I'm thinking it is okay to keep them both, but open to a different opinion on that matter.

Used the Skerton this morning. I'm impressed with its quality, ease of use, and the taste of the coffee, brewed in the old drip machine, half with the last of the Kroger grind and half with Sprouts roasted organic Guatemalan beans ground in the Skerton. Tomorrow I'll try out the Baratza and the French Press.

New roaster calls are getting louder.

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Caseydog wrote: That small burr grinder looks interesting. I'll have to check that out.
CD, The original of that grinder was well-reviewed and long-praised by "fine grind folk," but French Press users, needing a much coarser grind, complained that the burrs wobbled in the larger hole required. The "plus" version helped some and the "Pro" helped a lot, maybe even solved it entirely. The grind adjustment mechanism is much improved also. Anyway, that's what I'd read and now, having used it once, I'm glad to have spent a little extra on the Pro, even if it was fully refunded.
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Old 08-07-2019, 02:41 PM   #7
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To update this saga, after a few days use, I'm 99 and 9/10ths happy with the little manual Skerton PRO coffee mill. It will grind enough beans for a liter of coffee in a couple of minutes, less time than it takes an electric kettle to boil the water. I can keep it in the cupboard when not in use. Asked Amazon to bill me for it again and sent back the larger and more expensive Baratza for a refund unopened. The new kettle and French Press fit easily in the same counter-space as the old 4-cup drip machine.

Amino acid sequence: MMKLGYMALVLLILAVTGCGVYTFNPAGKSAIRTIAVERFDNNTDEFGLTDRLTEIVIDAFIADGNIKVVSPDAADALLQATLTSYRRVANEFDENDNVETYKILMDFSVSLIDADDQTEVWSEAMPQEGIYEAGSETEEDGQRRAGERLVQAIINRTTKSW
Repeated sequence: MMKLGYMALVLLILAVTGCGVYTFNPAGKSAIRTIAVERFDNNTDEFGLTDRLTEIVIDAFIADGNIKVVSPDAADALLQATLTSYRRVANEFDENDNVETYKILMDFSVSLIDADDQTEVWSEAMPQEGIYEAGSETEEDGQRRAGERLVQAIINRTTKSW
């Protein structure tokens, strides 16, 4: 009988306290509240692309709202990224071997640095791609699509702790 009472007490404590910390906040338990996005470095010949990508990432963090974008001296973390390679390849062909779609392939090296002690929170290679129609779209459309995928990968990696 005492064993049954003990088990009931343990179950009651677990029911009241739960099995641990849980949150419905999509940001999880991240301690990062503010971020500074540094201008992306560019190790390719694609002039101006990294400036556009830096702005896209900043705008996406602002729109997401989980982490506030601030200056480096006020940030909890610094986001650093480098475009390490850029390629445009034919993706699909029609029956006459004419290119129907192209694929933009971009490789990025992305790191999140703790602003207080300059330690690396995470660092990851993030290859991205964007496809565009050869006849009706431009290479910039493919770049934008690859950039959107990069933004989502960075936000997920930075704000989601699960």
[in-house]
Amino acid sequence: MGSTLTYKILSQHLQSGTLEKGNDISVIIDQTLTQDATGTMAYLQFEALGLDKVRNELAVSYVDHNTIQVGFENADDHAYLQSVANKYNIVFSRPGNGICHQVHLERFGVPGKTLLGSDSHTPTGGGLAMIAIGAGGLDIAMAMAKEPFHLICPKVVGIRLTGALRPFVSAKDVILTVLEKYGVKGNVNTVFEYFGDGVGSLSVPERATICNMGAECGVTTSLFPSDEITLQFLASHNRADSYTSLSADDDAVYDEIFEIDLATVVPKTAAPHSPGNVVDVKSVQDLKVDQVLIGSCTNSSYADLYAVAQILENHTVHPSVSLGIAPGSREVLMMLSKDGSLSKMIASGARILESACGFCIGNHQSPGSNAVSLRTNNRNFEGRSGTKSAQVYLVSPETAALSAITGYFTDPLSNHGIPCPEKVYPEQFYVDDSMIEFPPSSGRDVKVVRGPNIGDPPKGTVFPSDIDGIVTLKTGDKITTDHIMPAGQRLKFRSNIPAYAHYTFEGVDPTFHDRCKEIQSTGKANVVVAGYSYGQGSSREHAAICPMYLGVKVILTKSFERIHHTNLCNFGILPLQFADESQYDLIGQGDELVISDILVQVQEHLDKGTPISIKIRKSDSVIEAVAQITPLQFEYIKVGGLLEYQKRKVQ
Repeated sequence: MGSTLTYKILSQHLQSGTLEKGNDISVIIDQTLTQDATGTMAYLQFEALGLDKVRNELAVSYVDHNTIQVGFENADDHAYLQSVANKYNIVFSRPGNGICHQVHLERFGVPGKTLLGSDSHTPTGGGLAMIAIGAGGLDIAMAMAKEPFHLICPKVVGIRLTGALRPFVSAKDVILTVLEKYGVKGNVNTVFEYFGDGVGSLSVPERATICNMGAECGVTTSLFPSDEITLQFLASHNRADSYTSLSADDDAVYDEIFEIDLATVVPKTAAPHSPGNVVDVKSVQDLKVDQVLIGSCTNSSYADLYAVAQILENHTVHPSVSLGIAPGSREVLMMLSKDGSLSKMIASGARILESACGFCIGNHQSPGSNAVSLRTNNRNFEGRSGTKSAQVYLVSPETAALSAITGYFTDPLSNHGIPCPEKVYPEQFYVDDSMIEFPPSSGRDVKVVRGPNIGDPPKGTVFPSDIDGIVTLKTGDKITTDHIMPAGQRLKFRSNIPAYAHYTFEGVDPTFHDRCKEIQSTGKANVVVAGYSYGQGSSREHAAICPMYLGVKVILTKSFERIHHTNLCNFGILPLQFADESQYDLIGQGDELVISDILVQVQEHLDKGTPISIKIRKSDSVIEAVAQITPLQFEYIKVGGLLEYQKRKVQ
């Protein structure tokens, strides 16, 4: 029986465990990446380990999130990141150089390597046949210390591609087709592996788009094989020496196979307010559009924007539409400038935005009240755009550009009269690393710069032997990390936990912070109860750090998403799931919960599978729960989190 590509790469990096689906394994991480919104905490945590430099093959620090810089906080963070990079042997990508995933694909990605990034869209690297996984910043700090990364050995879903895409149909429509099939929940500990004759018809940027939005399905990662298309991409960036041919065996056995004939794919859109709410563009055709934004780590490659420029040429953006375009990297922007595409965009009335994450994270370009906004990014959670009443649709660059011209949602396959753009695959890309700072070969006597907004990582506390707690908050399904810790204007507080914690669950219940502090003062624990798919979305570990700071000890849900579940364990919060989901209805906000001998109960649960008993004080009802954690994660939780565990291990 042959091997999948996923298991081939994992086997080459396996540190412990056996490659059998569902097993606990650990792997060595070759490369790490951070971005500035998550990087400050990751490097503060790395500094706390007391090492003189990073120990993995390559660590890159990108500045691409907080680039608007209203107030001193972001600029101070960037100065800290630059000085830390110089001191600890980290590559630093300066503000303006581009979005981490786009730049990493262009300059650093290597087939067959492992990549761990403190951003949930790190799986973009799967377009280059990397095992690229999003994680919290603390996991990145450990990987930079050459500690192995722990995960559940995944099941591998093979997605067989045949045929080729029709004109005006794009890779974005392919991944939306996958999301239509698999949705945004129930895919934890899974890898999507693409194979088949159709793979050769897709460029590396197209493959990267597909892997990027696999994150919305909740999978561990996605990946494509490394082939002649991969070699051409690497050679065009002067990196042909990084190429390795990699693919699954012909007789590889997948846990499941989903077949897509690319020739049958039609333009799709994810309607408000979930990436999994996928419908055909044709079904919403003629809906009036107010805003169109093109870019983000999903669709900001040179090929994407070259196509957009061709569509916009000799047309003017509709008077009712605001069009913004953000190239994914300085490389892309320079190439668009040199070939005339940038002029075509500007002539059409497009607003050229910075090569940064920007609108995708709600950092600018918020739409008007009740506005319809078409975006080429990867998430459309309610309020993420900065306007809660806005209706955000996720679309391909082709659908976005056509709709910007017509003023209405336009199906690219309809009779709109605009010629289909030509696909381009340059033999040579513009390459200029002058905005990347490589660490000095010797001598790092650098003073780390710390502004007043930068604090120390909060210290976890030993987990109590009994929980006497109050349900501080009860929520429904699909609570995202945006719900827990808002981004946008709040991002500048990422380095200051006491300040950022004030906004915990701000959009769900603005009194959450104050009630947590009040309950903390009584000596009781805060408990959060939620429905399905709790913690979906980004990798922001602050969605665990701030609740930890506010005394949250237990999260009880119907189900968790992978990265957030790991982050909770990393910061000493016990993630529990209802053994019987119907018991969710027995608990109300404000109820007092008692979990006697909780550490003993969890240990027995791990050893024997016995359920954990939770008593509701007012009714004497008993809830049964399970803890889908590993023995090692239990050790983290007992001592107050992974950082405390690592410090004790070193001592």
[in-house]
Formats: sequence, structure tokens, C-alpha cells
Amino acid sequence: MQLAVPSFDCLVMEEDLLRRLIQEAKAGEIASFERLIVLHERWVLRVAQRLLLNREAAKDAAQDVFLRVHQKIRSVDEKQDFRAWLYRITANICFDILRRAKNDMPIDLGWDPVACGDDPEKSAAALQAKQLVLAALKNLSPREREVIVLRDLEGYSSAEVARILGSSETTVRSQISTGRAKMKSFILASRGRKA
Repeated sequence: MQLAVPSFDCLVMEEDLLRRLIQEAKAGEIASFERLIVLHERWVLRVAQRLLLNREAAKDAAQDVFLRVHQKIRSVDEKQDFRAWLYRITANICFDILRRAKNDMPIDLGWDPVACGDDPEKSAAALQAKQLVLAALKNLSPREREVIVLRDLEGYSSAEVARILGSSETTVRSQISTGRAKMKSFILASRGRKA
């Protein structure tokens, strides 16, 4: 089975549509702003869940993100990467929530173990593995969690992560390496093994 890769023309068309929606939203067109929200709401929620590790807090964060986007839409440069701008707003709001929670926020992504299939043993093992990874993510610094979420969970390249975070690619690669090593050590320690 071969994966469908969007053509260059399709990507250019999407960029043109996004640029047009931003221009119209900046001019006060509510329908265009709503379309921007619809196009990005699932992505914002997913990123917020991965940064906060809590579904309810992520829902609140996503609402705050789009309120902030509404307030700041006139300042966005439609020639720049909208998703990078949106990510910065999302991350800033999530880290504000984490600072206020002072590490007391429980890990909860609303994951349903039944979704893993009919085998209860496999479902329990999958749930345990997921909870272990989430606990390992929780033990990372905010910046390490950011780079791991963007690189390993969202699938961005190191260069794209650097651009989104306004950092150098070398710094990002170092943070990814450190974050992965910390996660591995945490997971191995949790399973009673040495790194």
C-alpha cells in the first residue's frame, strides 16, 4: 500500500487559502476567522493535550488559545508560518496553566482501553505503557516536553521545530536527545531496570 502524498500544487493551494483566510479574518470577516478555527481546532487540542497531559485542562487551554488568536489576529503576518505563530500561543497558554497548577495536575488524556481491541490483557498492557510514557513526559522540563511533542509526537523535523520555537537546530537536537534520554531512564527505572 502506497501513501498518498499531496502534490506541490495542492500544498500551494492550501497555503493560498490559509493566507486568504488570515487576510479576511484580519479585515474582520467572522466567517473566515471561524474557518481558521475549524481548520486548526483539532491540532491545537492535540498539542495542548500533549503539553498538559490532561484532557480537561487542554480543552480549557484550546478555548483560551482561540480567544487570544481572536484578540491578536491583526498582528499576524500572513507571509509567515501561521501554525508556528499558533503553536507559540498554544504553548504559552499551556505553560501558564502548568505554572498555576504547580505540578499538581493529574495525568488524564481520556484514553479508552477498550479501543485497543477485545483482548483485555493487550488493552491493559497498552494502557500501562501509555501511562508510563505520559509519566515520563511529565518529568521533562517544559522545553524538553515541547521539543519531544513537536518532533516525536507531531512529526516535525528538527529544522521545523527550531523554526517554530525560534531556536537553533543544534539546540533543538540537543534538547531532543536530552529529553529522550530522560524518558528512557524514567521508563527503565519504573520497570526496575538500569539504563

Will almost certainly order the Fresh Roast roaster mentioned above before my one-pound bag of roasted beans gets used up. It will go where the bigger grinder would have gone.
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Old 08-07-2019, 02:45 PM   #8
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SL, I'm glad to see that your coffee adventures are turning out so well.
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Old 08-07-2019, 10:02 PM   #9
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Having been informed by PM that at least one person is considering buying the Skerton grinder in part because of my comments I feel compelled to explain the small reservation I had about it. I'd hate to read someone blaming me for not warning them. The adjusting nut would loosen during the grind and toward the end, I would get bean pieces that were much too big. I was confident that the problem could be solved with either a nylon nut or small o-ring on the threads below the adjusting nut, although this would have made grind adjustments considerably less convenient.

But getting ready to write this post, I discovered the problem was that the adjusting nut was installed upside down. Even though I don't remember removing it entirely I have to admit it seems more likely that I did it than a person or robot at the factory who screws that nut on all day long. When installed correctly, there is a click every 1/8 revolution making adjustments even easier to keep track of. Before and after pictures follow, in that order. Note: In the second picture you can also see the page in the owners manual warning of this very thing.
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Old 08-07-2019, 10:11 PM   #10
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SL, that should make things easier, now that you figured out about the adjustment nut. That's pretty funny.